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Thursday, 23 June 2011 16:12

How to Survive a Summer Slump

Written by Tom Franklin

In my neighborhood, several shops are saying they’re having a “summer slump.” Maybe it’s the economy. Maybe people have gone on vacation ignoring needed repairs. With gas prices sky high people are driving less and having less accidents. Whatever the case, it can come down to less business for the moment. What can a shop owner do to survive this down time?

Perhaps one bright spot is all of this is the fact that with less jobs to do, you may have more time to improve marketing and sales and maybe squeeze more profits out of the jobs you do get. This could be an ideal time to take a closer look at previous estimates (and estimators) to see if revenue and profits were slipping through the cracks. Today we have computer software to go through an estimate to find missed opportunities for revenue, but not every shop uses it, or takes the time to use it even if it’s available. Periodically a wise manager will review a few estimates to see how his or her estimators are doing. A summer slump can be a perfect time to get this done.

When business is slow, less money is coming in. It’s also a good time to look for costs that can be cut without harming the bottom line. Since personnel pay is usually the largest expense at a shop, laying people off is often the first choice in cost cutting, but it may not be the wisest. Cutting back on advertising and marketing during a slow time is not a good idea, but this can be a good time to get more bang for your marketing buck. Today Yellow Page listings and ads are outrageously expensive—unless they’re really bringing in customers. One shop did an inventory of Yellow Page ad responses to see how many calls actually produced business. The largest percentage of calls was from vendors trying to sell the shop some service or product. Hardly any calls produced even an estimate. This is a good place to start cutting costs.

Another area to examine while you have the time is closing ratios. How many estimates are resulting in work orders? Are your estimators capturing every possible job? I recall one shop I visited that often had a potential customer walk through some selected areas of the shop to look at highly precise repair operations like frame measurement and color matching. I was told that a little sales talk on the superiority of the shop’s expertise often convinced the customer that this was the best place to leave the car for repairs. This down time could also be a good time to get a couple of display areas highly polished for customer viewing.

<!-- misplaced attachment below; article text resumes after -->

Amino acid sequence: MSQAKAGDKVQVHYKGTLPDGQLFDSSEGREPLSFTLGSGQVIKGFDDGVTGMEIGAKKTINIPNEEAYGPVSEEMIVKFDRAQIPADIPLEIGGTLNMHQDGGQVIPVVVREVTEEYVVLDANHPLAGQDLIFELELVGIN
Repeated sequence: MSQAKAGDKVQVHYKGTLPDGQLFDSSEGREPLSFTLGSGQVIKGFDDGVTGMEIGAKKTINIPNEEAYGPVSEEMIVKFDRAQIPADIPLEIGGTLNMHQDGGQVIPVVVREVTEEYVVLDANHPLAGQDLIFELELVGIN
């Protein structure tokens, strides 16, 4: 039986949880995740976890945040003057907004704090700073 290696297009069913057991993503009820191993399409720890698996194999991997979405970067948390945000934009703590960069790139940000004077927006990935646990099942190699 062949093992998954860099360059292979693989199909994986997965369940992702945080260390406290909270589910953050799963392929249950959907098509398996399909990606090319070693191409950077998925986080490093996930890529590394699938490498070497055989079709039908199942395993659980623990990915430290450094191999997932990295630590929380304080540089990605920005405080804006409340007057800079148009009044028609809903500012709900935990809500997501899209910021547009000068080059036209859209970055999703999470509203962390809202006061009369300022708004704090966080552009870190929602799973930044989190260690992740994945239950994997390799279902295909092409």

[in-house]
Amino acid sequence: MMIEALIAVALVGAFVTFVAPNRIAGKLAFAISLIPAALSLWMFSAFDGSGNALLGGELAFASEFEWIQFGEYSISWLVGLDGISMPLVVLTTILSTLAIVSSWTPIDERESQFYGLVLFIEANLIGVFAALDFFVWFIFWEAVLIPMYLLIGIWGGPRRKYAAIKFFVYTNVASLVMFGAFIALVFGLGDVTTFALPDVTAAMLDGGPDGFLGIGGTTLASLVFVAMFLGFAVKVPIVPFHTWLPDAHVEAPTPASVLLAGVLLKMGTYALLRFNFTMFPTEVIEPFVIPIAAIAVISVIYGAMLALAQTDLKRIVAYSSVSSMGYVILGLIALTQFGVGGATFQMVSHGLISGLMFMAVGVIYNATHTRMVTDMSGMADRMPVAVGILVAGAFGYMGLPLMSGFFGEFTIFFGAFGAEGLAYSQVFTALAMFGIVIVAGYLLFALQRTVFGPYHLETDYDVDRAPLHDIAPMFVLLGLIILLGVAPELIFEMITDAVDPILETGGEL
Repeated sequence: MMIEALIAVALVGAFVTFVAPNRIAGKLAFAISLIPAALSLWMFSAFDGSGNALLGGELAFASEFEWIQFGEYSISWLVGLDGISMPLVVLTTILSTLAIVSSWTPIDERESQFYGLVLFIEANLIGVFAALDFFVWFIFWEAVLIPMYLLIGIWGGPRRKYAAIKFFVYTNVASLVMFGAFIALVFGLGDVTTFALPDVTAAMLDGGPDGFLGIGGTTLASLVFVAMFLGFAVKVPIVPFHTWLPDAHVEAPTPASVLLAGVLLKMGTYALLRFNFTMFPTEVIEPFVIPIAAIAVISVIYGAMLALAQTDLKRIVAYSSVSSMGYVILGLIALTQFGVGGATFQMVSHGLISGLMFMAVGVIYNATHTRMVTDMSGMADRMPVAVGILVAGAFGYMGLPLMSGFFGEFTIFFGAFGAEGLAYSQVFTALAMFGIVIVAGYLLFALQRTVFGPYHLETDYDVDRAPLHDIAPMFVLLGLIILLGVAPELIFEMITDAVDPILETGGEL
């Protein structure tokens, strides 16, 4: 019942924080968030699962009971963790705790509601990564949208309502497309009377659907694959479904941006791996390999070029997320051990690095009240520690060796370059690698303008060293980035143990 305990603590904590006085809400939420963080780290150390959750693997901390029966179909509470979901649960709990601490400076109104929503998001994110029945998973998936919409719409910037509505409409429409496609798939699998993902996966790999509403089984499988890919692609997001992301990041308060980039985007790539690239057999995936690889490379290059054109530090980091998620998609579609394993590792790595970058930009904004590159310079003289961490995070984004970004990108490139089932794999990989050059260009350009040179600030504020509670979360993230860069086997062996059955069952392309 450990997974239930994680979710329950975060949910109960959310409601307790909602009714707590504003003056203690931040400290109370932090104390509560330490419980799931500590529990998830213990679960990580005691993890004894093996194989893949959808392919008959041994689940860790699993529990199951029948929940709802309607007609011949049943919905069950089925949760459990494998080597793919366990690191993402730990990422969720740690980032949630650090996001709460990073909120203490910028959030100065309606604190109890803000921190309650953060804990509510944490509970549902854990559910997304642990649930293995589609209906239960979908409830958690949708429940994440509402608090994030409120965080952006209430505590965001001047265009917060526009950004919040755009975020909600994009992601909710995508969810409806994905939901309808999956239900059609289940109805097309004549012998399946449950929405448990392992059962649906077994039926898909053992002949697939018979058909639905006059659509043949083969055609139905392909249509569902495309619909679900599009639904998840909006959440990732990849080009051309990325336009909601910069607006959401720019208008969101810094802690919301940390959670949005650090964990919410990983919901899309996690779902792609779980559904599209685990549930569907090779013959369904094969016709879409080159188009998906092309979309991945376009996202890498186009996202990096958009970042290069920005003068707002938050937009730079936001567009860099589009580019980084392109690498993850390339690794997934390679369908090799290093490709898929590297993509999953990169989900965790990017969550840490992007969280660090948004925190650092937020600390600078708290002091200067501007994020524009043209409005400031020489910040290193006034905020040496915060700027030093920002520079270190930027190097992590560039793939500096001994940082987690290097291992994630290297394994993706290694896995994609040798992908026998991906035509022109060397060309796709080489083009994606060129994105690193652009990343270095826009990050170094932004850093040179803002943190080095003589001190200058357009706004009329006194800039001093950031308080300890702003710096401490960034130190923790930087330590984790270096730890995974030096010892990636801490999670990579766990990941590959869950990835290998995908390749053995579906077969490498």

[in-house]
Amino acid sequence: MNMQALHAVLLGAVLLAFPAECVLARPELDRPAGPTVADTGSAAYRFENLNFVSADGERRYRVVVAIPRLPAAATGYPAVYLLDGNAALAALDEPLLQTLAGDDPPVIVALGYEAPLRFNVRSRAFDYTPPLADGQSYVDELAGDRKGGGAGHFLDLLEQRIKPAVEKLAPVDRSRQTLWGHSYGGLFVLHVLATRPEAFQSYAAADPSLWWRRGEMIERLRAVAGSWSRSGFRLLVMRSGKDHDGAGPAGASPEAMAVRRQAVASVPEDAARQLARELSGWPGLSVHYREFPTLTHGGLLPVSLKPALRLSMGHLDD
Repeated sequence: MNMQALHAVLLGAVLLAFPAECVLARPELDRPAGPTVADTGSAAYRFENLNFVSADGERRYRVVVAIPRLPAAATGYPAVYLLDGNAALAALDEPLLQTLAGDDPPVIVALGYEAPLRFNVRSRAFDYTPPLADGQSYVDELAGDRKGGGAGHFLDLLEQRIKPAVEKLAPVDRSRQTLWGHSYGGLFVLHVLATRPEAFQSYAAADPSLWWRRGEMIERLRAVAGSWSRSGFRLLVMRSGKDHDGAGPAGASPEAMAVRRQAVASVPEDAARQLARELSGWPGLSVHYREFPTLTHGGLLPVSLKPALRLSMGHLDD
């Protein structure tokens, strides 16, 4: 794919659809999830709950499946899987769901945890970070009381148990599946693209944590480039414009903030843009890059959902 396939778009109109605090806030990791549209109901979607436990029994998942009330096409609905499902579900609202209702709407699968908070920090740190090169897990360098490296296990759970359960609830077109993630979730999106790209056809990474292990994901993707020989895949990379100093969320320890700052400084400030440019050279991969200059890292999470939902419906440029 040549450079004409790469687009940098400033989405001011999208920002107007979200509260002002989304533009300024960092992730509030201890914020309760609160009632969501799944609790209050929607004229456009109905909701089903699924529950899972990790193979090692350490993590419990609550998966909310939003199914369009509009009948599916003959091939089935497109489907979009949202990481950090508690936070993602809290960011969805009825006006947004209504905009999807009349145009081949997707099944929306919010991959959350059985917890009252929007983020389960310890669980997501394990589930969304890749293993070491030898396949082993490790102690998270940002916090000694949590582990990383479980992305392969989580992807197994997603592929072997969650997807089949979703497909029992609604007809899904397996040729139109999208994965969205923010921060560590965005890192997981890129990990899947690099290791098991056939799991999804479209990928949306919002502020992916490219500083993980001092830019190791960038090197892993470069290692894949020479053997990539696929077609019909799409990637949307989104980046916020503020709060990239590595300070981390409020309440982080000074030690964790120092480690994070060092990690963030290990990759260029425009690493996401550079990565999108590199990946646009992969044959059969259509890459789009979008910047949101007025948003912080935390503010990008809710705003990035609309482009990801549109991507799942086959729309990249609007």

Reviewing prior marketing efforts may also produce some unexpected opportunities. One shop I visit has repaired police vehicles for years, but he says when the sergeant in charge of repairs changes, there is always a danger of that individual having his own favorite repair facility. Losing that repair business could be very costly so he makes it a top priority to get to know a new sergeant immediately. A change in personnel at any key business source can represent either a danger of loss or an opportunity for gain. During this summer slump there may be time to call on some dealerships, commercial prospects or potential government agencies to get to know the person responsible for outsourcing vehicle repairs. It can be a good time to make change your ally.

Another good use of extra time can be checking out your neighborhood for ways to get more visitors to your shop. Schools, churches, health clubs and gyms and other organizations where a substantial number of people come can provide an opportunity to host an event at your shop. One shop offered a teacher at a church school an opportunity to bring her class to the shop for an educational tour to see what collision repair is like. Many shops have a large open space that isn’t used on a Saturday or Sunday afternoon. Offering a space for a bake sale or group meeting can get local people familiar with the shop and its activities. Most people prefer to patronize a familiar business.

Another way to benefit from checking out your neighborhood is noticing what signs are eye-catching. Many business owners are proud of their display efforts and would be willing to share information on what signs and displays have been most effective for bringing in new customers. Although these are reaching customers for a different kind of business, the odds are good that this information may open your eyes to a new way to reach local people. It’s unlikely you would ever try these outreach efforts when business is good, but taking advantage of this time to reach out may help you survive the “summer slump.”

Read 1906 times Last modified on Wednesday, 14 December 2016 21:07